Paul Thurrott’s Short Takes: April 15

Paul Thurrott's Short Takes: April 15

Because I’m stuck in meetings and dying on the inside, this edition of Short Takes focuses on a new Microsoft bot, warnings about using QuickTime on Windows, HTC 10, the U.S. D.O.D. advises its employees to use Windows 10 at home too, Microsoft’s Word Flow keyboard is coming to iPhone, and more.

Microsoft bot “still learning”

And apparently what it’s learning is not to be like Hitler. A few weeks after Microsoft’s embarrassing chat bot defeat at the hands of racists and other haters on Twitter, Microsoft says that work improving the bot is ongoing. Part of that work involves a new bot called Captionbot that has a less lofty ambition: This one just analyzes an image and tells you what it sees. The joksters that they are, CNN Money pushed several images of Hitler at the bot, because, you know. It often came back with “I really can’t describe the picture” and a confused emoji, CNN reported. Proving that, yes, Microsoft can learn.

U.S. government warns Windows users to stop using QuickTime

Which has been good advice since, well, forever. But with Apple this week refusing to fix a vulnerability in its QuickTime product—they just get security, folks—the U.S. government is recommending that Windows PC users uninstall the software. “Everyone should uninstall QuickTime for Windows as soon as possible,” a Trend Micro security bulletin notes. “Apple will no longer be issuing security updates for the product on the Windows Platform and [we just found] two new, critical vulnerabilities affecting QuickTime for Windows.” Perfect storm, then. The only thing more embarrassing than getting hit by a QuickTime-based attack at this point would be an AOL-based attack.

“HTC 10 review: An exciting new flagship phone that’s better in every way”
“HTC 10 review: Great isn’t good enough”
“HTC 10 Review: The Price Isn’t Right”

Now we’re all confused.

US Department of Defense advises its employees to use Windows 10 at home too

The government is just full of advice this week. Fedscoop reports this weekthat all four U.S. military services and agencies across the Defense Department are in agreement with a tight timetable to move to Microsoft Windows 10. But the bigger news in this report, in my opinion, is that the DOD wants its employees to use Windows 10 at home, too. “If you’re using a computer at home and you’re not on Windows 10, you’re doing yourself an injustice — you ought to be moving to Windows 10,” Pentagon CIO Terry Halvorsen said. “Windows 10 is game-changing…in the long run.” Folks, that is just good stuff.

“GameStop says launch of new consoles could be ‘imminent'”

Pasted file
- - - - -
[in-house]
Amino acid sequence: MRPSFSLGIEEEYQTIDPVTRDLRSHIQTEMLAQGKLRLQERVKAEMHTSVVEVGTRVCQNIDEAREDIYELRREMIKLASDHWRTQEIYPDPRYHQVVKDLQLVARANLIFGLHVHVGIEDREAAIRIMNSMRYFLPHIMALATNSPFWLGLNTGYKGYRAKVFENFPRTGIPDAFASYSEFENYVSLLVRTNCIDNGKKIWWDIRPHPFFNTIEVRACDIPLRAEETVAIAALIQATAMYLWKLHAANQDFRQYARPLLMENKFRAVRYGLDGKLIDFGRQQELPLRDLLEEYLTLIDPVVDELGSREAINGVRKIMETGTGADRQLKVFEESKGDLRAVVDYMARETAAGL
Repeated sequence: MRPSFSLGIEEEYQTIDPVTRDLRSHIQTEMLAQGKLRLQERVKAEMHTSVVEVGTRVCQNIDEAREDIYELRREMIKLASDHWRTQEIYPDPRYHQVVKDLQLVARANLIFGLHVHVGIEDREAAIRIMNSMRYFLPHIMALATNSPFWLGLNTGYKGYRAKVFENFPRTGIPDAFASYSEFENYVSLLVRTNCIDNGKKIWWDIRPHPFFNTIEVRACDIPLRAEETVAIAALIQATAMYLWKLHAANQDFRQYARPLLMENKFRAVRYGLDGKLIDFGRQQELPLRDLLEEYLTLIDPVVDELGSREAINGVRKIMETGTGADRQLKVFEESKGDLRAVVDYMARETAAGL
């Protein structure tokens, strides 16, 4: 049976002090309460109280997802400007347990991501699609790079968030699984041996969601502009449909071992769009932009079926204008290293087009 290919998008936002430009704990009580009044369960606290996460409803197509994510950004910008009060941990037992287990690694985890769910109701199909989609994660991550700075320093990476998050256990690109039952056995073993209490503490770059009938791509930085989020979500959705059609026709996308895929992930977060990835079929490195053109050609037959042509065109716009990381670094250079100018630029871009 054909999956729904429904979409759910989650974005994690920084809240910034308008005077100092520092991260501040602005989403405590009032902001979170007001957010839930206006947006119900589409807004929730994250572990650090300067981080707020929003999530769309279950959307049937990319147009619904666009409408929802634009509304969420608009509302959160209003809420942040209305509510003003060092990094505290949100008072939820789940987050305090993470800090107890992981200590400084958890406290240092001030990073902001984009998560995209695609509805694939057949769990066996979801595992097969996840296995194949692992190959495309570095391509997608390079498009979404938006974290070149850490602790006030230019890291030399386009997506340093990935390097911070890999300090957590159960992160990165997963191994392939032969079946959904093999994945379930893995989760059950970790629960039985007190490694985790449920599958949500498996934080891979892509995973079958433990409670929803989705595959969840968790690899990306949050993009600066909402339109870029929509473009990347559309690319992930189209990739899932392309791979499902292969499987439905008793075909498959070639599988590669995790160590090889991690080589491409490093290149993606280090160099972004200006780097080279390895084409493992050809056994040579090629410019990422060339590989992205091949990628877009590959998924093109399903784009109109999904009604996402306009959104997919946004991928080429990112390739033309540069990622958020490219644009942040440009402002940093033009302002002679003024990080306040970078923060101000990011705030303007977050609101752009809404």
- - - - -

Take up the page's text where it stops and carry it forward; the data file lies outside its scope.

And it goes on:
Hey, you never know.

Apple to take on FBI in front of Congress, again

It’s like forcing a panda bear to watch a chess match: Since it has no idea what is going on, it will quickly lose interest. In any event, Apple and the FBI will face off in front of a Congressional committee for a second time to debate the ongoing iPhone encryption case. I can say this: If Apple wants to stonewall this process as long as possible—and I think they do—then involving Congress is a great strategy.

VAIO backs out of merger talks with Toshiba and Fujitsu

As you may recall, Fujitsu, Toshiba and VAIO were in talks to consolidate into a single PC maker that could better take on the big three—Lenovo, HP, Dell—market leaders. Well, now there are only two: VAIO has backed out of the talks, leaving Fujitsu and Toshiba to pick up the pieces. But the Wall Street Journal reports that the talks could still fall apart because neither of the remaining companies wants to be the majority partner. If that doesn’t make you unwilling to buy a PC from either of these companies going forward, I’m not sure what to say.

“Apple only expects your iPhone to last three years”

If you’re lucky. My son has replaced his iPhone’s screen three times already.

“Apple assumes you’ll toss the Watch after three years”

I think I’m starting to see a trend.

Microsoft’s Word Flow keyboard is coming to iPhone

Microsoft took another decisive step away from its home-grown Windows phone this week in releasing a coveted core feature of that platform—its superior WordFlow keyboard—in beta form on iPhone. But WordFlow for iPhone is even better than the Windows phone version, which hurts a bit: It can work in a special one-handed mode that curves across a bottom corner of the screen, it has unique backgrounds and themese customizations, and it uses standard iOS emojis. But I’m outraged for a different reason: Why isn’t WordFlow available on Android too?

Potential Yahoo buyers aren’t getting much financial info

As The New York Times notes, the handful of companies that are interested in acquiring Yahoo’s core business are encountering a unique problem: How can one value a company with declining financial results when that company won’t even share vital financial details with you? There’s no good answer, but here’s the weirdest bit: Several companies are still going to bid for Yahoo, regardless. Frankly, I don’t see the point, and feel that Yahoo should be razed to the ground and earth salted so it can never happen again.